The names of the 31 people killed in mass shootings in Texas and Ohio were read aloud on Leesburg’s Town Green on Wednesday evening as part of a Vigil for Unity organized by a team of Tuscarora High School students.
The program, which included speeches and musical performances, was attended by several members of the county Board of Supervisors and the Leesburg Town council, but the teens did the talking.
Daniella Marx recalled that her first recollection of such violence was just after her 11th birthday when 26 people were killed at Sandy Hook Elementary School in Newtown, CT.
“They were elementary schoolers just like me. They were kids—kids who were senselessly murdered in a place where they, also I, were always supposed to be safe,” she said. “I had countless sleepless nights wondering if such a despicable act would ever occur again. I thought for sure that something so heartless, so inhumane, could never be repeated, but as I grew older it repeated again, again and again.”
As a result, Marx avoided large crowds and public spaces, unsure where violence would break out. She found inspiration that her generation could make a difference during the 2018 March for Our Lives rally in Washington, DC, following the shootings in Parkland, FL, where 17 students were killed.
“When one person falls to a senseless act of violence, we all suffer and mourn as a nation. Nothing can ever bring back those 31 lives that were cut short in El Paso and Dayton nor those innocent children in Connecticut, but I and millions of my peers will strive tirelessly to not allow this to be the norm in this country,” Marx said. “Our generation’s exposure to constant media coverage of attack after attack has reconfigured our role in what was once considered adult discussions. We will speak loud and clear because no one should ever feel hunted or defenseless in this country. In the United States of America, no one should ever be brutalized for their race or their heritage and no one should be forced to feel unwelcome in a place they call home.”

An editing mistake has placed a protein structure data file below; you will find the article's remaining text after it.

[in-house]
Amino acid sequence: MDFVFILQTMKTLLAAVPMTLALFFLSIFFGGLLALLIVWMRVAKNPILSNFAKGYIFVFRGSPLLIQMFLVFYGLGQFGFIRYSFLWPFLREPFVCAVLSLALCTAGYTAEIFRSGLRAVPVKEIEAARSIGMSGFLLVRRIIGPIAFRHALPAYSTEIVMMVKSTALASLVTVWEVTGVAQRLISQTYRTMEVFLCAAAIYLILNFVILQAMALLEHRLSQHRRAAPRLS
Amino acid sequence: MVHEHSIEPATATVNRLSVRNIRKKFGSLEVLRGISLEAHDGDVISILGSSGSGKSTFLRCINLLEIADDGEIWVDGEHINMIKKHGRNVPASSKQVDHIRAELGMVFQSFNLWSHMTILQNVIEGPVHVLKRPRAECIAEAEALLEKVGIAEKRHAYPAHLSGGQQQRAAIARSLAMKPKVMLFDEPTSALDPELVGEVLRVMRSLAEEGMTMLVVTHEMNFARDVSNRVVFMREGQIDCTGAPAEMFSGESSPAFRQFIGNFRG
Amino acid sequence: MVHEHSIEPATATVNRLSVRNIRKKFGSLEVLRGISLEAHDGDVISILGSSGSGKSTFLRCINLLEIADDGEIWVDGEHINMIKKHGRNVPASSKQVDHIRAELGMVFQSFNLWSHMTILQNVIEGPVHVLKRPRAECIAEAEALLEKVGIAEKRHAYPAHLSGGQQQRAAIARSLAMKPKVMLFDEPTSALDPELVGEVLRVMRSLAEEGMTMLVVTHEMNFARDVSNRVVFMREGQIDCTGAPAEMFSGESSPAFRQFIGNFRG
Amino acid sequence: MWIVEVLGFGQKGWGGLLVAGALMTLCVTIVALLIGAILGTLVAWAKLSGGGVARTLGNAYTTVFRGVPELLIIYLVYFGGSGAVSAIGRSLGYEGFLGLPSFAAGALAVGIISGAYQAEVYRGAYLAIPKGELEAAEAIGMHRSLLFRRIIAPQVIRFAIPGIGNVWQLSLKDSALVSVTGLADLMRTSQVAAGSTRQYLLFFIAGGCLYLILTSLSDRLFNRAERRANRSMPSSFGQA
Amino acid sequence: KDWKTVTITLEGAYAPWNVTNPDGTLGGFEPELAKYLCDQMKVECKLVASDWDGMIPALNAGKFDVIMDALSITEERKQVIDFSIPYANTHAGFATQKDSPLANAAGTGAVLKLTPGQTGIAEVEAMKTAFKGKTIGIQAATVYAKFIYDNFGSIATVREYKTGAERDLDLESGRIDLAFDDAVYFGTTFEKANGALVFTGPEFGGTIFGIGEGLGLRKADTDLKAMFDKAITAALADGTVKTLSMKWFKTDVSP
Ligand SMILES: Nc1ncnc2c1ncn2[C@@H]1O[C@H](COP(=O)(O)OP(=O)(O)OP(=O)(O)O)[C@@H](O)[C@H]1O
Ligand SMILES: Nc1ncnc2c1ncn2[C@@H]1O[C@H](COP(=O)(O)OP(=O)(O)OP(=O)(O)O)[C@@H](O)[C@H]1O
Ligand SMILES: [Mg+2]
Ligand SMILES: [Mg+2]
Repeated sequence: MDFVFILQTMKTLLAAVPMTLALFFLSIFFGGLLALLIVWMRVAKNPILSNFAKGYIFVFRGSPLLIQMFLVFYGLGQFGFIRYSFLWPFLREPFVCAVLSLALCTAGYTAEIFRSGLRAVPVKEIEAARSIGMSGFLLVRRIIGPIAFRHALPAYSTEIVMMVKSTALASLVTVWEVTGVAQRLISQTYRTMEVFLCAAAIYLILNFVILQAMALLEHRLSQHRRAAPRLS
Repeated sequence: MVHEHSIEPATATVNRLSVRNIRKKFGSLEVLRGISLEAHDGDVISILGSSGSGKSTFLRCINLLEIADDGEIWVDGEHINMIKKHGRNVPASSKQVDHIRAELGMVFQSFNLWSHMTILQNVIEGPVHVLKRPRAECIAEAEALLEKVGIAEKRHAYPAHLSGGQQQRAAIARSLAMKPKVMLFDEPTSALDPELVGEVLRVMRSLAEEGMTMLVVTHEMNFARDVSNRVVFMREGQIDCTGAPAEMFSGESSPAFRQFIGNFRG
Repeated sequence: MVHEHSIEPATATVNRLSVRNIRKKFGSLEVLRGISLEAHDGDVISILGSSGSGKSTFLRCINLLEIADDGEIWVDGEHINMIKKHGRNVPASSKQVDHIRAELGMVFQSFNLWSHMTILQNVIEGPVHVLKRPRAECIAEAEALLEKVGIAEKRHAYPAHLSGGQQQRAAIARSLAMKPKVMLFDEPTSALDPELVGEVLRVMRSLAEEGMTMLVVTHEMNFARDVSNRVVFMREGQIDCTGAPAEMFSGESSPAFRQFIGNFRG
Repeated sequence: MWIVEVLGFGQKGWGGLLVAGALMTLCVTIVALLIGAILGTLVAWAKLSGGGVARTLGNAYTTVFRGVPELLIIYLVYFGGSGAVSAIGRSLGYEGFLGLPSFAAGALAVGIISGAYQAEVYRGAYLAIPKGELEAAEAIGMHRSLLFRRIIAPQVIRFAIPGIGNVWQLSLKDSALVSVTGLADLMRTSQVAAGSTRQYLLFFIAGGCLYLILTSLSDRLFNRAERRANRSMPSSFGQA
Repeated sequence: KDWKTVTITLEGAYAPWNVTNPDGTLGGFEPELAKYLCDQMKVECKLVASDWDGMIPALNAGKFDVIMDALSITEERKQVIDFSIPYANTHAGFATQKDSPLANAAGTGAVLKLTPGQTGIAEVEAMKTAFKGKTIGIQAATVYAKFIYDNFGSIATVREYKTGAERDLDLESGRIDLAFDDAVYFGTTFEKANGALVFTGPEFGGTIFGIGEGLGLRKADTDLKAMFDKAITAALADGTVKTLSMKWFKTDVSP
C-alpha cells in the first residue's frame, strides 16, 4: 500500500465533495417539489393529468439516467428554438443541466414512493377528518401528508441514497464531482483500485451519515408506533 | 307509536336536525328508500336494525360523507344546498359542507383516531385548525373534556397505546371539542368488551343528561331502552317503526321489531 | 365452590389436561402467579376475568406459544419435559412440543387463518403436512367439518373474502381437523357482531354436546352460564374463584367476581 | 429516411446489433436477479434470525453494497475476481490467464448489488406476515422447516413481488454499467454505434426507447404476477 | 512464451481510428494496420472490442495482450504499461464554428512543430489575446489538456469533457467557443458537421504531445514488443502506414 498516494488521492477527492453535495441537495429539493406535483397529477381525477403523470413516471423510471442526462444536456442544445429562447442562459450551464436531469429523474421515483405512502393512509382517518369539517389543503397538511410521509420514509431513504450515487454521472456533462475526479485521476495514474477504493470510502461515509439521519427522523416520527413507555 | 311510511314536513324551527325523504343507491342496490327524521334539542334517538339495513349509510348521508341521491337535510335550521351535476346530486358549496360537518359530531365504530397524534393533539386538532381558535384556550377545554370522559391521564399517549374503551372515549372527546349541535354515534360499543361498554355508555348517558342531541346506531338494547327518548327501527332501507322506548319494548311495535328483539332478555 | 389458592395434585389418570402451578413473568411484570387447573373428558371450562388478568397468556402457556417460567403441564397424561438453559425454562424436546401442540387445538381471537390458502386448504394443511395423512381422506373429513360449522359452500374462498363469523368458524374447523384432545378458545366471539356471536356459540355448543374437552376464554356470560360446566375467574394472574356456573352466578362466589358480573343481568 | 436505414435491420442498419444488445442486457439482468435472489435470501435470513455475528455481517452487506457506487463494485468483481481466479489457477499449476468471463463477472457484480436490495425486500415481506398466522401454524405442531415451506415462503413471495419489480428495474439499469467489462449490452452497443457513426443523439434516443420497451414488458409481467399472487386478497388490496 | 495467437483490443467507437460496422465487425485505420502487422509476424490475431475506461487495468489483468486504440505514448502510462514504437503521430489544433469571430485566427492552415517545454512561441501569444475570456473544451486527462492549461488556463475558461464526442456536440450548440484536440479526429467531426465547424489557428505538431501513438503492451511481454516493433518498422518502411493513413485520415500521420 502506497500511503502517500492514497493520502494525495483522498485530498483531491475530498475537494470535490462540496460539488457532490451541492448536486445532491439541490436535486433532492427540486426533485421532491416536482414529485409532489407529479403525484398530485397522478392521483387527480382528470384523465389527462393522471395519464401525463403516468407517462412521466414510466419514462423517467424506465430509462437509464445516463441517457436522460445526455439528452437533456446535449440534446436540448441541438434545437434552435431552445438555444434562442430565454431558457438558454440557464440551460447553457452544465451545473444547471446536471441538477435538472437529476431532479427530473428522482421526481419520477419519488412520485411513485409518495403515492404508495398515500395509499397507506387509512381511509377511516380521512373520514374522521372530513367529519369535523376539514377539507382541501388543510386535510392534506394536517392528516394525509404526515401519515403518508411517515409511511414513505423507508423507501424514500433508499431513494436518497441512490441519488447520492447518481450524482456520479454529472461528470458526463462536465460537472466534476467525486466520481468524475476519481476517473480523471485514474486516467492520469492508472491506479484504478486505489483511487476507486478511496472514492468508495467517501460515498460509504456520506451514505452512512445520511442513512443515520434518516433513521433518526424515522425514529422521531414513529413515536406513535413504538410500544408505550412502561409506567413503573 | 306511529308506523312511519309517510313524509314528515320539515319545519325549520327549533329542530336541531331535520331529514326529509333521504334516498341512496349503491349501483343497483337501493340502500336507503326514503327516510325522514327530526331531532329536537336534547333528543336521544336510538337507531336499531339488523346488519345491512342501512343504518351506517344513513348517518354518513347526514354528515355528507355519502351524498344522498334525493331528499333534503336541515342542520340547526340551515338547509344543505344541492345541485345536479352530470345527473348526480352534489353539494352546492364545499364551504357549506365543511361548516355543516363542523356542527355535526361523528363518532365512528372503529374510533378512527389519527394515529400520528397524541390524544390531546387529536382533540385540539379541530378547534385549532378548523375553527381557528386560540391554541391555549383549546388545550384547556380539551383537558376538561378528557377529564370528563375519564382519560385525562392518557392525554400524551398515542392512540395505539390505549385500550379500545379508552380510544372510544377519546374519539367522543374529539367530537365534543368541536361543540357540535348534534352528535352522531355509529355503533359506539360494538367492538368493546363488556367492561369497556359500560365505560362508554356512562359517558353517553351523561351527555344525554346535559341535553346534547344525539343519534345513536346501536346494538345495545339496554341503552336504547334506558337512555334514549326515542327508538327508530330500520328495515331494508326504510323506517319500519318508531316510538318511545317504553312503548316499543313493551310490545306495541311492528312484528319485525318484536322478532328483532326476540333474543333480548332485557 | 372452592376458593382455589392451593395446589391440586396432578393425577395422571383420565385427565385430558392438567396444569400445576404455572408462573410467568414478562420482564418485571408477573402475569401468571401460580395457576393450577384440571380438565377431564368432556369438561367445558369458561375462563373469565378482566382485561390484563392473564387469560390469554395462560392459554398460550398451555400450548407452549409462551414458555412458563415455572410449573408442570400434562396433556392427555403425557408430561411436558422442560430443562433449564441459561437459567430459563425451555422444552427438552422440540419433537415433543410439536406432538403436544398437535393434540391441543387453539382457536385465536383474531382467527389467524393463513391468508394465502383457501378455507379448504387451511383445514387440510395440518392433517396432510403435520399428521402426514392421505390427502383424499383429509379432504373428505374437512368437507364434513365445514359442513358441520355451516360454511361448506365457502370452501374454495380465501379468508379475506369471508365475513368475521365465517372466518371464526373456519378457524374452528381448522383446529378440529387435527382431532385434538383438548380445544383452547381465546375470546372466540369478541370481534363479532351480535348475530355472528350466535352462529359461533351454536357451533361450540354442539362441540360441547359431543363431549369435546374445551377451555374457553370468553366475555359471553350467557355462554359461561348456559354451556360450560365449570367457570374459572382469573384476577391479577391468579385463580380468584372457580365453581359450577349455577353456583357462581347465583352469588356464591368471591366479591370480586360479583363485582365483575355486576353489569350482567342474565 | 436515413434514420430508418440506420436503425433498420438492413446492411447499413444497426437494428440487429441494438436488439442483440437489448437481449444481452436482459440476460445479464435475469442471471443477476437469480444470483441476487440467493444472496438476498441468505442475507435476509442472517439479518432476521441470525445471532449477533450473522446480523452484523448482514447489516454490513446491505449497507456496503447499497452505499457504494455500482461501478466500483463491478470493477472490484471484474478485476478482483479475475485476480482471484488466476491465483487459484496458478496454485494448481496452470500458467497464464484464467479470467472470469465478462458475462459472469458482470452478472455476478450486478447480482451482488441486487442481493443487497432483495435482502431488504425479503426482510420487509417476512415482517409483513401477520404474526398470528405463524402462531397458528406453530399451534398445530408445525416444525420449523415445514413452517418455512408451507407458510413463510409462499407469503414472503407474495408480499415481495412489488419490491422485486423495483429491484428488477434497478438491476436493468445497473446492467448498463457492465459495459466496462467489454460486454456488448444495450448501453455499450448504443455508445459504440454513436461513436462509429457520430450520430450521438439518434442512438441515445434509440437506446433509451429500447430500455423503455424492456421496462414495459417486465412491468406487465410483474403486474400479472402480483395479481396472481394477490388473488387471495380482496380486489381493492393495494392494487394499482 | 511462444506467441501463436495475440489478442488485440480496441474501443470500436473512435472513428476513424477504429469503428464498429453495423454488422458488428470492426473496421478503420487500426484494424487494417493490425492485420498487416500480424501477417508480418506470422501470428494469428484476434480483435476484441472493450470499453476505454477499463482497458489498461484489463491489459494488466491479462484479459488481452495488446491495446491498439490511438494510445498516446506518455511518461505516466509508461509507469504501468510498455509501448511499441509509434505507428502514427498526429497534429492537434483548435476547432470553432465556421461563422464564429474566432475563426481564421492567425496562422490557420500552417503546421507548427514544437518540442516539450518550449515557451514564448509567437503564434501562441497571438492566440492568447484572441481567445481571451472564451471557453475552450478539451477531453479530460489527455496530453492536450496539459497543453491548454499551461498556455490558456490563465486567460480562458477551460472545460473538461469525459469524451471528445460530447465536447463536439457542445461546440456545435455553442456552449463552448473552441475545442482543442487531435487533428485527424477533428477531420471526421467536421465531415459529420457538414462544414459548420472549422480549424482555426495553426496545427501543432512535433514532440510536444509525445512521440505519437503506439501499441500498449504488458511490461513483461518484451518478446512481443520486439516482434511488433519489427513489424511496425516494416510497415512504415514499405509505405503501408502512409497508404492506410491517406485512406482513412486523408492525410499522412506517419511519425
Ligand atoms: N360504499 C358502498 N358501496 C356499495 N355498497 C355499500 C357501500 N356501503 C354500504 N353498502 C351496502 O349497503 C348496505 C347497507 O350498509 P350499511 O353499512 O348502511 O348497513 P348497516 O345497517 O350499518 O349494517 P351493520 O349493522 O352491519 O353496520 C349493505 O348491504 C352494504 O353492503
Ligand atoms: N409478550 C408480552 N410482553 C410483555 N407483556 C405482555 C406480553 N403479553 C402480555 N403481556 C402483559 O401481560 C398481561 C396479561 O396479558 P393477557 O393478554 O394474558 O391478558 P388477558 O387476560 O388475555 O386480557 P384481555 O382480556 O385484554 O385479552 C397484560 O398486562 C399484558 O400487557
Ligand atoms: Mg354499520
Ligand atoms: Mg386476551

Kaylynn Breland said she was gratified to see so many attend their vigil, a response she said was reflective of a caring community. “This could have been us,” the 15-year-old said. “You can’t predict when something like that is going to happen, so I feel so blessed and so lucky to have this.”
She urged her peers and those in the crowd to be politically active and aware and to support leaders willing to make changes.
“We cannot let horrible people doing unspeakable things separate us. We will not let them dismantle our strength and unity as we stand here today, able to heal and move toward tangible, compensable change, rather than inaction,” Breland said. “To everyone directly affected by these shootings or by any form of gun violence … we stand with you. We fight for you. This generation fights for you and we fight for change.”